The UAE's construction industry will thrive in post-Expo 2020 period due to new initiatives launched by the government, higher oil prices and improving investor confidence in the economy, says a report.
Research and Market, the world's largest market research store based in Dublin, said in its latest report that an increase in crude oil production and government efforts to diversify the economy are expected to drive investment in the UAE construction industry in the next five years. The industry, which recovered last year following two years of contraction, is expected to rise at a compound annual growth rate of 4.64 per cent during 2019-23 as against 1.08 per cent in 2014-18 period. It is expected to hit $101.2 billion by 2023 from $80.7 billion in 2018 due to recovery in crude oil prices, a rise in non-oil product exports and a decrease in the fiscal deficit. It registered a growth of 4.2 per cent last year.
The report titled 'Construction in the UAE - Key trends and opportunities to 2023' said new investment is expected in residential, energy and utilities, infrastructure and commercial construction projects.
Referring to various government initiative such as the Ministry of Education Strategic Plan 2017-21, National Strategy for Higher Education 2030 and Education 2020 Strategy, the Energy Strategy 2050, the Sheikh Zayed Housing Programme and the Dubai Tourism Strategy, the report said construction industry has a promising outlook.
A spokesperson of Emaar Properties said the positive growth of the economy, led by the record performance of Dubai's aviation, hospitality, retail and financial services sectors, and the strong return on investment will continue to drive the real estate sector.
"The infrastructure spending in preparation for Expo 2020 Dubai also serves as a catalyst, boosting investor confidence," the spokesperson said.
Rizwan Sajan, founder chairman of Danube Group, said the construction sector will continue to do well in the UAE due to a number of factors.
First, he said oil price plays a role in the public investment. The current oil price hovering around $70 will help increase investment into the economy from the GCC countries.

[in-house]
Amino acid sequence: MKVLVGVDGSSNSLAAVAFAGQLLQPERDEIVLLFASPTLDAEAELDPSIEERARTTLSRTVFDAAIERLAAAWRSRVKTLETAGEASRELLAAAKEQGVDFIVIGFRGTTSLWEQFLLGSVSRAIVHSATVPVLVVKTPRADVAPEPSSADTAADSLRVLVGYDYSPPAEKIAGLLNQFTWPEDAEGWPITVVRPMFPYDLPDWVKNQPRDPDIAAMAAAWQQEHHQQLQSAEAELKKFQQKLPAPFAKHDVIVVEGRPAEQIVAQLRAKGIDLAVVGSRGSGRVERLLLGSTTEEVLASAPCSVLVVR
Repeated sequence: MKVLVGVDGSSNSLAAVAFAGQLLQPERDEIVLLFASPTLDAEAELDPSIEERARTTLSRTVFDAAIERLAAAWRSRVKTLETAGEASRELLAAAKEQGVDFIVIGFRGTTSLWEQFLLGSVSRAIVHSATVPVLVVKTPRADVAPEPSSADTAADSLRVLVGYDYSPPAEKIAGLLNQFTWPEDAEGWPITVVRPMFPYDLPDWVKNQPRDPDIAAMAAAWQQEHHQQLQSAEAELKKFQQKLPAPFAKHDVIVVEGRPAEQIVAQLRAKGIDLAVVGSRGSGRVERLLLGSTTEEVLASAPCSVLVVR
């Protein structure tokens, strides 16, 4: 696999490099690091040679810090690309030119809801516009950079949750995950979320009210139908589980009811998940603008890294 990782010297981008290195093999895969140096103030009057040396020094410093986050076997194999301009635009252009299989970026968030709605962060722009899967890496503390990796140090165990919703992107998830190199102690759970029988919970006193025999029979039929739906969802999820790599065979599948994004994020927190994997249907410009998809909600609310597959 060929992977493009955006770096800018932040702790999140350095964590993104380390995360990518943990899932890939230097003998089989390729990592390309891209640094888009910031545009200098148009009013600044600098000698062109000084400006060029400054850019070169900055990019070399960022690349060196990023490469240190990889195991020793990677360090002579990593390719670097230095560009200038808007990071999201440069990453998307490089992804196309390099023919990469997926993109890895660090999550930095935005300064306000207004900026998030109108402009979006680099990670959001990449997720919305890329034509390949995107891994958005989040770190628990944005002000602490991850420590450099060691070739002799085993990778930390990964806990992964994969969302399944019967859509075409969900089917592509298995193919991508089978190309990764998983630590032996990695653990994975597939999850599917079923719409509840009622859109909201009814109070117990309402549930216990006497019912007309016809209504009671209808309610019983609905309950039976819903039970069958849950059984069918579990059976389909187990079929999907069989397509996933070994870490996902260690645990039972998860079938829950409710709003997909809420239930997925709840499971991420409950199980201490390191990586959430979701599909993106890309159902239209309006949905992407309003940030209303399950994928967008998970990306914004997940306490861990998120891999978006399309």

Second, the new projects announced by His Highness Sheikh Mohammed bin Rashid Al Maktoum, Vice-President and Prime Minister of the UAE and Ruler of Dubai, last week, will keep the sector busy in addition to the on-going mega projects, such as Dubai South, Dubai Hills Estate, Shindagha Corridor, Union Railway, Deira Islands, etc.
"So, there won't be any shortage in construction activities," Sajan said.
Residential construction leads
Research and Market report noted that residential construction was the largest market in the UAE construction industry during 2014-18, accounting for 33.1 per cent of the industry's total value in 2018. The market is expected to retain its position in next five years due to government efforts to balance housing demand and supply through the construction of housing units.
Data by the BNC Projects Journal disclosed that over 15,000 projects worth $791 billion are at various stages across the UAE. It included an estimated $202.8 billion of projects in concept, design and tender stages, positioning the UAE with the second largest project pipeline after Saudi Arabia's $827.4 billion pipeline.
"With a positive shift in sentiment on the back of recovering oil prices, economic diversification, strong liquidity in Abu Dhabi and the long-term health of our real estate market, we are optimistic about the year ahead," said Maan Al Awlaqi, executive director - Commercial at Aldar Properties.
"Sentiment in the UAE's real estate sector is increasingly positive as the region prepares for Expo 2020 and we expect to see this have a positive impact on real estate projects in close proximity such as our own Alghadeer community," he added.
Investment in energy, utilities
The energy and utilities construction segment was the second-largest contributor to the UAE construction industry during 2014-18, accounting for 26.7 per cent of the industry's total value in 2018. It is expected to follow a similar trend in next five years as the government will be investing Dh600 billion to develop renewable energy projects in the country by 2050.
Al Awlaqi of Aldar Properties said initiatives such as Ghadan 21, Adnoc's petrochemical city, sustained FDI into Kizad, and twofour54's upcoming campus on Yas Island, which will bring 10,000 employees to the destination, are driving demand for mid-market schemes such as Water's Edge. "We are also optimistic about tourism, enjoying circa double-digit compounded annual growth which will be further propelled by the Dh500 million allocated to the sector as part of the aforementioned Ghadan 21 stimulus," he said.
Emaar Properties spokesperson echoed the similar views and said sector has a promising outlook. "Our outlook for the property sector is robust, underpinned by the exceptional performance of our real estate business in 2018," the spokesperson said.
Atif Rahman, director and partner of Danube Properties, said the construction sector will continue to thrive in the UAE due to a number of factors.
"The biggest reason is that government has remain committed and focused on infrastructure expansion, which has always boosted the sector in a big way leading to an almost unending momentum," he said.
He said the development pipeline of Dubai is a long one and the current mega projects has enough work for the next decade.
"Besides, the economic diversification drive and industrial development will further add to the construction projects. There would be many more surprises as we move forward from the government as the nation grows. Dubai will continue to remain a construction and development hub for years to come, as it continues to attract investment," he said.
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